ST. PETERSBURG, Fla. – It’s not as if the Braves are a bad team at home, but their engines have hummed at a higher and far more consistent level on the road during the first quarter of the season.
They did again Friday, when the Braves mounted a two-out, two-run rally in the fifth inning of a 5-3 win against Tampa Bay, opening an interleague series at Tropicana Field with their 10th win in the past 12 road games.
Tommy Hanson (5-3) pitched seven strong innings and Martin Prado homered and doubled for the first-place Braves, who are a season-high 10 games over .500 and lead Washington by 1-1/2 games in the NL East.
“We’re grinding out at-bats, and we’ve done that really well this year,” said Chipper Jones, who left in the eighth inning with a bruised and badly swollen contusion above his left ankle and is likely to miss the remaining two games of his last scheduled series at Tampa Bay.
He smiled and said, “It’s safe to say my career in Tampa is over.”
After the Rays scored an unearned run off Jonny Venters in the eighth inning, Craig Kimbrel pitched a perfect ninth for his 12th save.
“We have have a real good team, obviously,” said Hanson, who allowed a run in the second and a run in the third before recording 14 outs in the final 15 batters he faced. “Definitely you can feel it pitching. All the starters feel like at some point [in every game] we’re going to get some runs.
“So giving up two in three innings is not that big of a deal. You’ve got to stop the bleeding right there and try to put up scoreless innings, because at some point we’re going to score.”
Hanson improved to 4-1 with a 3.11 ERA in his past six starts after allowing six hits, two runs and two walks in seven innings.
The score was 2-all before the Braves scored a pair of two-out runs in the fifth against Rays starter James Shields (6-2) on two walks and RBI hits by Freddie Freeman and Brian McCann. Freeman went 2-for-5 with two RBIs to give him 31 RBIs in his past 29 games.
Prado’s seventh-inning homer off J.P.Howell increased the lead to 5-3.
“We don’t see this guy [Shields] very often, so we watched a lot of video,” said Prado, who drew a two-out walk to start the fifth-inning rally and advanced to second base on Shields’ errant pickoff throw.
“One idea that I had was to take as many pitches as I could to see which kind of plan they had against me,” Prado said. “There was a couple of pitches that I put the barrel on. I’m glad I got that homer in that [seventh], because we know the game’s close and that Tampa always bounces back in tight games.”
Prado has hit .476 (20-for-42) with nine extra-base hits during a 10-game hitting streak.
“He’s swinging the bat like he did two years ago when he was healthy and made the All-Star team,” said manager Fredi Gonalez, whose Braves lead the majors with 15 road wins and lead the National League with a .652 road winning percentage (15-8). They have a 10-7 home record.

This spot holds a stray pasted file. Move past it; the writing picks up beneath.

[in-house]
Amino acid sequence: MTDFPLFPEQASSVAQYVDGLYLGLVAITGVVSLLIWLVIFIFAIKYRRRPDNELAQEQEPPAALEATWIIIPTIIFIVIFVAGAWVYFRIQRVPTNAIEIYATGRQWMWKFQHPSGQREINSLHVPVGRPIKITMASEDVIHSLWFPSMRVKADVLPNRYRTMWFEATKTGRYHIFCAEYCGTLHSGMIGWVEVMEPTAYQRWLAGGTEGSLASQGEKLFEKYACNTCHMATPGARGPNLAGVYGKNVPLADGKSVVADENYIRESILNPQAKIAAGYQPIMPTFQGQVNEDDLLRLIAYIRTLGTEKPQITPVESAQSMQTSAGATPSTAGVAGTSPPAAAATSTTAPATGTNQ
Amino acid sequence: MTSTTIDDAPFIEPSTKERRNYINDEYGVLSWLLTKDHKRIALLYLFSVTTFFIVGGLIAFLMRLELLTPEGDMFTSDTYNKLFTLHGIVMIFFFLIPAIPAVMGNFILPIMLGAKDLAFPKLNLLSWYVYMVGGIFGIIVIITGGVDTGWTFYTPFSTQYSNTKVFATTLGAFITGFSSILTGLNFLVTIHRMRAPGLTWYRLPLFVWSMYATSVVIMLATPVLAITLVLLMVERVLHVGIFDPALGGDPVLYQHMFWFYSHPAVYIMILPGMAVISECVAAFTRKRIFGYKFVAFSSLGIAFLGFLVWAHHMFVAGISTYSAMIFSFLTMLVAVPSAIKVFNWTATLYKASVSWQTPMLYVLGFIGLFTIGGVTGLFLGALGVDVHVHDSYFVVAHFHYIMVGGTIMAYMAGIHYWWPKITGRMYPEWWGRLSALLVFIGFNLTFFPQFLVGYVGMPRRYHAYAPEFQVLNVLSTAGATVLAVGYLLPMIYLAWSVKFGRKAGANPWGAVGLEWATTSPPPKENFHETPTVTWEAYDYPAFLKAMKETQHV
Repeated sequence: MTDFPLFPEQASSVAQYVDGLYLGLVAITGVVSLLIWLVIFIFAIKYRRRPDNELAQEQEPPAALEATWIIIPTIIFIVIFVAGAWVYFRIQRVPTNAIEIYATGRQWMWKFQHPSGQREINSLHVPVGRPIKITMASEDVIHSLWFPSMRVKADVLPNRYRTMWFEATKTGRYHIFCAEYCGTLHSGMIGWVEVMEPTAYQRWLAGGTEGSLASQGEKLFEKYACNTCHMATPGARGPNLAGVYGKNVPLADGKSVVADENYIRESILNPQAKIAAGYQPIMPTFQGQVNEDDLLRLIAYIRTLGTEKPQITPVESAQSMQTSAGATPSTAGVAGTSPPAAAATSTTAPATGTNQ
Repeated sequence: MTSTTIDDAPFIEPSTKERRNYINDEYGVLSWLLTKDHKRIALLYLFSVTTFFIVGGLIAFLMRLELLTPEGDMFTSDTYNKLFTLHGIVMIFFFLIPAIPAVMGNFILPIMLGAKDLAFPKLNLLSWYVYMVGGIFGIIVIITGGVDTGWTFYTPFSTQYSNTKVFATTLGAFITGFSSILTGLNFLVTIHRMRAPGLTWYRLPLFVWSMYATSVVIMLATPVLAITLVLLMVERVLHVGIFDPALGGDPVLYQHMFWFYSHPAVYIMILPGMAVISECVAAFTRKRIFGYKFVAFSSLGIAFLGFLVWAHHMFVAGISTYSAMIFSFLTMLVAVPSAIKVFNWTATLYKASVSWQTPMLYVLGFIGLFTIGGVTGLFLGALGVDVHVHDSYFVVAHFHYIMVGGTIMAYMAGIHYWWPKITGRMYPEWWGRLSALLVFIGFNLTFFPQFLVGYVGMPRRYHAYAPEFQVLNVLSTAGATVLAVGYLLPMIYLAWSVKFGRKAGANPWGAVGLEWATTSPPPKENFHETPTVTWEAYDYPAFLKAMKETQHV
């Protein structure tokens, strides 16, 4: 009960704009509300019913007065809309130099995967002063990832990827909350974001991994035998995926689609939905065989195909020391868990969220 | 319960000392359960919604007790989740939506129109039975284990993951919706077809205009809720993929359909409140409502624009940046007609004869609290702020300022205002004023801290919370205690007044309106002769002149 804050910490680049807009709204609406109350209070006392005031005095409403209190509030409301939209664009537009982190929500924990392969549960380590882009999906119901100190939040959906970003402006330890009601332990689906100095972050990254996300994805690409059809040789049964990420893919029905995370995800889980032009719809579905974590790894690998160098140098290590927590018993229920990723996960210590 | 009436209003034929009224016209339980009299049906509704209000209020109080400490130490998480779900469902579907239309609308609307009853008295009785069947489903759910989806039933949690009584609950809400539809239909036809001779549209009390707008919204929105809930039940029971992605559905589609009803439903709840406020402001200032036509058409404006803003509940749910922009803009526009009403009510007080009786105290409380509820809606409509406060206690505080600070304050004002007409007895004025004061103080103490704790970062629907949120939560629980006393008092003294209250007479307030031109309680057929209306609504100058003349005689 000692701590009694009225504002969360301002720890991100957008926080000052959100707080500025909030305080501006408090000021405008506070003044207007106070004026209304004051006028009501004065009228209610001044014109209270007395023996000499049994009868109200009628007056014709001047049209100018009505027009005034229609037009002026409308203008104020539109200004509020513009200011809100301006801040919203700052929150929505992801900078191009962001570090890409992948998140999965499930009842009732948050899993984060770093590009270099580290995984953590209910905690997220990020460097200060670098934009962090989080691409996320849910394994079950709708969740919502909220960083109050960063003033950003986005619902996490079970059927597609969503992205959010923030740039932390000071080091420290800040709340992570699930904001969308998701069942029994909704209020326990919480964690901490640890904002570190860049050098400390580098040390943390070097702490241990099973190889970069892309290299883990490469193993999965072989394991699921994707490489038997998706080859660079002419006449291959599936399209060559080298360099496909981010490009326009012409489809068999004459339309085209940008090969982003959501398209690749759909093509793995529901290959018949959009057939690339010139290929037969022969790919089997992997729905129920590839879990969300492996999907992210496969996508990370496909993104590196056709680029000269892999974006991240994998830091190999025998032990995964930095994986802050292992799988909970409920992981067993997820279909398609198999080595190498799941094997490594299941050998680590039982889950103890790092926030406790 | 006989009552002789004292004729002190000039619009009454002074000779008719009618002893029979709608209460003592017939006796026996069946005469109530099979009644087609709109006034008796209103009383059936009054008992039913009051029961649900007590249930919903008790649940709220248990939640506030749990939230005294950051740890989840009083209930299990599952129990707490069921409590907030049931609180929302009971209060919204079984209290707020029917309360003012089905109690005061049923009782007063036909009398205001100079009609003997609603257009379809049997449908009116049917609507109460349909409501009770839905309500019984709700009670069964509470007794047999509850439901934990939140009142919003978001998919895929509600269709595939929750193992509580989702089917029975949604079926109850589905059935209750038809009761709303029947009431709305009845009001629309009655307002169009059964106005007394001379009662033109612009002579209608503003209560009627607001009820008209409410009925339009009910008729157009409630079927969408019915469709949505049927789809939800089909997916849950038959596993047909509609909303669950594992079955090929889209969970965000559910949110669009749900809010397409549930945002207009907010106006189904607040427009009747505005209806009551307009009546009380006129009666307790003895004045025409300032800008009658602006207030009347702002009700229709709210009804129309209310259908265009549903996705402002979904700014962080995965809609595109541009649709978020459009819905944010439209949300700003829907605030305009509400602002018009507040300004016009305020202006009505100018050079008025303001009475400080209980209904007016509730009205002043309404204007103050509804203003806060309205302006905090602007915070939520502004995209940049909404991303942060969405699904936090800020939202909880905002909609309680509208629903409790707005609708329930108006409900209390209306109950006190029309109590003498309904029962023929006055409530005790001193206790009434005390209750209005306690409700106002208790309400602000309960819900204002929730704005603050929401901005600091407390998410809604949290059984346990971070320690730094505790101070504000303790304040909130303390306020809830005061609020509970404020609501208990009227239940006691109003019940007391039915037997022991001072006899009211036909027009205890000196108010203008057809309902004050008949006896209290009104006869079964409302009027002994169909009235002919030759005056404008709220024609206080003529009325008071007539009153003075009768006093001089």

They are 15-4 on the road since starting 0-4 on the season-opening trip that included a sweep at the hands of the Mets in New York and a loss at Houston. Jones was activated before the fifth game of the season and hit a two-run homer in his second at-bat to spark the Braves to a win against the Astros.
They’ve been a different team since that night.
Jones, 40, is retiring after the season. The Florida native got a standing ovation Friday when he came to bat leading off the second inning, then singled on the first pitch from Shields.
Jones scored on a two-out wild pitch, and one inning later, in the third, he was struck in the left calf by a hard, one-hop grounder off the bat of B.J. Upton.
“If you’re standing 85 feet from home plate and somebody hits a rocket at you, you better get a glove on it,” Jones said. “I didn’t.”
He went to one knee and was attended to by a Braves trainer before shaking off the discomfort and staying in the game for four more innings before being replaced by Juan Francisco in the top of the eighth.
“I would be able to tell if it was broken,” said Jones, who did not plan to have it X-rays and was confident it was only a contusion.
“But, my gosh, that really hurt — really,” he said. “I stayed on it. I mean, if I sat down it was going to stiffen up. Finally there in about the seventh, I couldn’t move on defense. I told Skipper [Gonzalez], better get somebody in there that can move.”
Gonzalez said after seeing Jones’ left following the game: “It’s not real pretty right now. It’s between the calf and the a ankle bone, and it’s pretty ugly. Swollen up and bruised real bad. We’ll check him tomorrow, but he might have a tough time playing tomorrow.”
Prado extended his hitting streak with a first-inning double, then scored when Freeman followed with a single to center that put the Braves up 1-0. They pushed the lead to 2-0 in the second after Jones slid at home plate to score on a close play on Shields’ wild pitch.
The Rays answered with a run in the second on Elliot Johnson’s one-out bunt single to the first-base side with runners on corners. They tied the score in the third inning, after loading the bases on Upton’s one-out single off Jones’ leg followed immediately by a pair of walks.
Luke Scott’s sacrifice fly brought in the tying run, with right fielder Jason Heyward making a nice running catch the play to prevent potentially worse damage.
Heyward’s catch began a string of nine consecutive batters retired by Hanson before Scott’s one-out single in the sixth. Hanson induced a double-play grounder by the next batter to make it 11 outs in a stretch of 11 batters, including a 14-pitch, nine-foul-ball strikeout of Carlos Pena before the Scott single.
“I feel real good,” Hanson said. “I think the biggest thing right now is my fastball command; I’m throwing real well, and everything else kind of follows that. I threw a lot more changeups tonight and felt really good with that, too. So hopefully just keep this thing going.”